Thursday, July 26, 2012

Journey To Mustang II

Today the traveler to Mustang can fly to Jomsom and trek from there. Supposedly the road starts  from Birethant.  In fact, 80% of this road is impassable to vehicles. Between Ghorepani and Tikhedhunga  the track   consists of a three or four kilometer long staircases,  each stair being made of rough-hewn stones. Ascending it is a lung-straining, heart-popping ordeal, trekking down it is murder on the knees. Along the way the track passes through neat villages, paddy fields,  orchards and surprisingly good tourist lodges. Climbing higher the track enters dark, damp   forests of giant rhododendron, holly and deodars, each bedecked with moss and orchards. They would have done well to film parts of The Lord of the Rings here. Beautiful butterflies flit before the eyes, unfamiliar bird songs charm the ears and, if you are not  watchful, veracious leeches attack  the limbs. At times the forest is so utterly still and silent I had to restrain myself from shouting,  so as to fill it with at least some sound.  The track crosses numerous small streams and eventually runs besides a substantial river.
By the time one gets to Taodapani, so-named for the hot spring on the edge of the village, the landscape has become more alpine, with open grassy meadows and pine forests and the mountains become steeper. Eventually one gets to Jomsom. Here we met up with the three young men who were to be out porters. Most of the buildings in  Jomson are in the flat-roofed Tibetan style,   the locals speak a dialect of Tibetan, and there are several Tibetan monasteries in the town. After a few preparations and delays we crossed the quaint canter leaver bridge at the end of town and began our trek  along the  pebbly bed of the Kali Gandaki River  towards Mustang.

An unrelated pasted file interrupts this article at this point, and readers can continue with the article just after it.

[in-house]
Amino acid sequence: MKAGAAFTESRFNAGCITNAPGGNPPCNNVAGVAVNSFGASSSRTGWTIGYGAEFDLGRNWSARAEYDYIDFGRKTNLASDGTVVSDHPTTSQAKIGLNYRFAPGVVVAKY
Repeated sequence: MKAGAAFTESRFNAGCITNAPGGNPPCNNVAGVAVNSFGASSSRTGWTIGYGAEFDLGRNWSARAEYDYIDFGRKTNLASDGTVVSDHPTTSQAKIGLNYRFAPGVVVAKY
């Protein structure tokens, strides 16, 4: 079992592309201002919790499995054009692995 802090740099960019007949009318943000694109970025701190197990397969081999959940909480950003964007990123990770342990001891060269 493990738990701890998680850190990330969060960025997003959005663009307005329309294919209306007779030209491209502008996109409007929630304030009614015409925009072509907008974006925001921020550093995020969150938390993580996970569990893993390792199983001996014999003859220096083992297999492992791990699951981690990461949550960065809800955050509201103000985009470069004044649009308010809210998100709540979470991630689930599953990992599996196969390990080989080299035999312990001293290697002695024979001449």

Ken and Visakha said...


brahmavihara said...

Hi Bhante, it seems like you had an enjoyable trip. You mentioned that walking through the silent forest created the urge to shout.
I find it interesting that there can be different qualities of what we call silence. Apparently true silence is known as anechoic, eg when a room is truly sound proofed for musical recording etc so the "sound" of the room does not colour the recorded signal wether it be voice or acoustic instrument etc. I think it is defined as -25db and is apparently a little unsettling for the recordees after a while. I used to live in a fairly isolated house in the forest, quiet at the best of times, and I remember two instances something that may have been similar similar to what you experienced. The first was a foggy morning where there was very low visibility and all that I could hear was the sound of three currawongs (australian birds) calling to each other in an order that was always the same and initiated by the first one after a round of silence. The second was when I awoke in the middle of the night (same place) and it was actually the unusually hushed silence that I rcall that woke me up. It had just snowed and I had never experienced that before, curious! So glad you had a good adventure - so energetic- and thanks for posting those great photos.